Thursday, May 10, 2007

Reading Poetry on the Trolley



Your flamboyant author. (All photography by Gloria Mindock.)

Sunday, May 6, 2007:

I arrived a few minutes before 3:00pm in front of the Davis Square T-Stop to catch the trolley on which I planned to read. This, however, would be the day when the trolley would be ahead of schedule and so I missed it, leaving me unable to read with Carolyn Gregory as previously announced. So instead, I sat on a concrete pylon dressed rather flamboyantly and waited another half-hour for the next trolley.

As an aficianado of rail travel, I should note that "trolley" is a misnomer here. The vehicle in question is a sightseeing bus rented by the City of Somerville to ferry people about during Somerville Open Studios. The upper body is styled like a trolley of the late 19th and 20th century, made of wood and wrought metal as street cars were before the PPC Streetcar became widely used. A proper trolley is light rail car that is powered by electricity from overhead cables. I last rode a genuine pre-PPC trolley back in 2005.

Due to the fact that I was terribly conspicuous, people kept expecting me to be passing out maps. Apparently, in a city where George Washington first took command of the Continental Army, anyone dressed in a facsimile of 18th century garb must be involved in the tourist industry. The fact is that I had been to a yard sale the week before, and just as I was buying a copy of The Theatrical Notebooks of Samuel Beckett: Krapp's Last Tape (Beckett wasn't using them anymore) I looked up and said "what an extraordinary coat!" Normally I am immune to impulse purchases, but I fell in love with the full costume of a flamboyant 18th century pirate. (The tricorner hat was too large and the long coat was too opulent for a mere colonial.) Needless to say, that I had to wear it that day, though I added a sweater because I felt a cold coming on.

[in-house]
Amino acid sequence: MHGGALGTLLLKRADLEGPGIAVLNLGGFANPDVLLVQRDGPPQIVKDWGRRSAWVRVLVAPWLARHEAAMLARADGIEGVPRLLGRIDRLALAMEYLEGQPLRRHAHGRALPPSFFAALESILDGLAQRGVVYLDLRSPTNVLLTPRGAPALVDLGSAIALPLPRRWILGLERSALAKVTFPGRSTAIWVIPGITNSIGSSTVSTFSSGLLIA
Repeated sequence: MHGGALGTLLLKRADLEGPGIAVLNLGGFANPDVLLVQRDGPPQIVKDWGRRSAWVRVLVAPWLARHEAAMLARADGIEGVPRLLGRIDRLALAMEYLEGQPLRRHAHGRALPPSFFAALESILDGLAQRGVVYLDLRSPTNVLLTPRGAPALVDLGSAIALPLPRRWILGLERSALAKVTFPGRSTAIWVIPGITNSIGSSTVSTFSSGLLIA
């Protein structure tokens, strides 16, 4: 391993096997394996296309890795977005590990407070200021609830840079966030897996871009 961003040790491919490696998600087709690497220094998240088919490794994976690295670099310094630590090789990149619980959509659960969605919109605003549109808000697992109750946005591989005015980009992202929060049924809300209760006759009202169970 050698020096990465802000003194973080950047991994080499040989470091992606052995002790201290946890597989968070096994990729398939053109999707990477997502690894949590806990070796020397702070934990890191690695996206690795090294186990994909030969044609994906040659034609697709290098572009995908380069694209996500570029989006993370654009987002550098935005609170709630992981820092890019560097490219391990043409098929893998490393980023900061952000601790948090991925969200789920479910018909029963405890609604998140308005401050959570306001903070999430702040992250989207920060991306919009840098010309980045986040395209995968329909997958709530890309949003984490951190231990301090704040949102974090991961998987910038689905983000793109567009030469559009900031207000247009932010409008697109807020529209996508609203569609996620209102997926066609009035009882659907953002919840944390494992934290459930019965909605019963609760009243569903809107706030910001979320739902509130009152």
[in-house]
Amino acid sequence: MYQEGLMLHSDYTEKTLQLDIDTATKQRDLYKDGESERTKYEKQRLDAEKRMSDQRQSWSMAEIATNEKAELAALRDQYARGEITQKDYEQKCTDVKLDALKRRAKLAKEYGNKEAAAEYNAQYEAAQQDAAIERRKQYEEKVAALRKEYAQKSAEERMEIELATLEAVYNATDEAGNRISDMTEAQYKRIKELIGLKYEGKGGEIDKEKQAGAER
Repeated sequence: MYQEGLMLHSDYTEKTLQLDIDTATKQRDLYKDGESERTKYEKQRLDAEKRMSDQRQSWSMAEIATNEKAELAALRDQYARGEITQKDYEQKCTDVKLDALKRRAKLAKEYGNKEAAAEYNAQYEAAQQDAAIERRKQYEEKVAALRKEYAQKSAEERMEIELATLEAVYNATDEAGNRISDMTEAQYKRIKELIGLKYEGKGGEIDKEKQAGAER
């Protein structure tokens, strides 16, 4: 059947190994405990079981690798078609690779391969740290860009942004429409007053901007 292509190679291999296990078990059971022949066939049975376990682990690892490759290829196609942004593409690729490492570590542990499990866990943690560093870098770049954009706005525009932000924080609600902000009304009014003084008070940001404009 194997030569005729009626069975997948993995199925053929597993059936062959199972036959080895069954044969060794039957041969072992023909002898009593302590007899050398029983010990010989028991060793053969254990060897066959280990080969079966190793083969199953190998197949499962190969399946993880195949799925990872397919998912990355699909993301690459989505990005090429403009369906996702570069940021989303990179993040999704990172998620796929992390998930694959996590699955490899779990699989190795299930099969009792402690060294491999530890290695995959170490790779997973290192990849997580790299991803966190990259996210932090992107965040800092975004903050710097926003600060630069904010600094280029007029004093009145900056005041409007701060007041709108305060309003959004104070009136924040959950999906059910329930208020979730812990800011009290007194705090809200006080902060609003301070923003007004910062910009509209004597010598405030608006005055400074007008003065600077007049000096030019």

At 3:35pm the next "trolley" pulled up. On board were Timothy Gager, Dick Lourie and Gloria Mindock of Červená Barva Press who had organized the readings. I asked to read with them, and so Tim, Dick, and I played read a round robin, passing the microphone in between poems. Tim, I have known for a while as a short story writer and poet, but Dick was someone I knew only by reputation as both a poet and blues musician. Gloria was present mostly as the organizer and an audience member. Tim took the role of master of ceremonies.

Enough of the poems I had selected had to deal with trains and subways, that Russ, our driver, asked me if I had ever worked as a conductor.



Ian with Tom Daley and Russ

Tim and Dick debarked at Union Square, to be replaced by Tom Daley and Luke Salisbury. Tom, as well as being a poet I admire, is a fellow curmudgeon who is sometimes the subject of derision in our poetry community because he wants to read good poetry. Luke mostly read from his novel, Hollywood and Sunset, a picturesque novel about the early film industry.



Ian and Luke Salisbury, reading from Hollywood and Sunset

About an hour later I was in Davis Square again-- and two and a half hours after that I would be at a theatre audition.

More photos from the event can be seen here

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